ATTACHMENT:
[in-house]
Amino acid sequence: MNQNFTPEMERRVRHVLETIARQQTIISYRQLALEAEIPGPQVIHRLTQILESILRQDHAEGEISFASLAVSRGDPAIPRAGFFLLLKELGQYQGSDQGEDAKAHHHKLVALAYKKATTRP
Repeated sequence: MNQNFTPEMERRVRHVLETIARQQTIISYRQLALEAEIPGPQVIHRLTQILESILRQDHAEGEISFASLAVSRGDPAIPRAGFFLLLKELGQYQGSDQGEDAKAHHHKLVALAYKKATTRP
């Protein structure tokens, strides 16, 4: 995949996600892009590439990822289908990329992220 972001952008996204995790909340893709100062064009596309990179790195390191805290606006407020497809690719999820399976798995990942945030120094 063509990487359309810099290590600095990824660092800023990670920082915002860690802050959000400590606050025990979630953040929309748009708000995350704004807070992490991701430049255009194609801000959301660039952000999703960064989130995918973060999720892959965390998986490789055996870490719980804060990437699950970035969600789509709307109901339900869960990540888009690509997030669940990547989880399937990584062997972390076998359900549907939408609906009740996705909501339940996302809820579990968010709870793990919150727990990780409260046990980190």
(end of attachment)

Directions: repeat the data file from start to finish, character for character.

[in-house]
Amino acid sequence: MNQNFTPEMERRVRHVLETIARQQTIISYRQLALEAEIPGPQVIHRLTQILESILRQDHAEGEISFASLAVSRGDPAIPRAGFFLLLKELGQYQGSDQGEDAKAHHHKLVALAYKKATTRP
Repeated sequence: MNQNFTPEMERRVRHVLETIARQQTIISYRQLALEAEIPGPQVIHRLTQILESILRQDHAEGEISFASLAVSRGDPAIPRAGFFLLLKELGQYQGSDQGEDAKAHHHKLVALAYKKATTRP
């Protein structure tokens, strides 16, 4: 995949996600892009590439990822289908990329992220 972001952008996204995790909340893709100062064009596309990179790195390191805290606006407020497809690719999820399976798995990942945030120094 063509990487359309810099290590600095990824660092800023990670920082915002860690802050959000400590606050025990979630953040929309748009708000995350704004807070992490991701430049255009194609801000959301660039952000999703960064989130995918973060999720892959965390998986490789055996870490719980804060990437699950970035969600789509709307109901339900869960990540888009690509997030669940990547989880399937990584062997972390076998359900549907939408609906009740996705909501339940996302809820579990968010709870793990919150727990990780409260046990980190």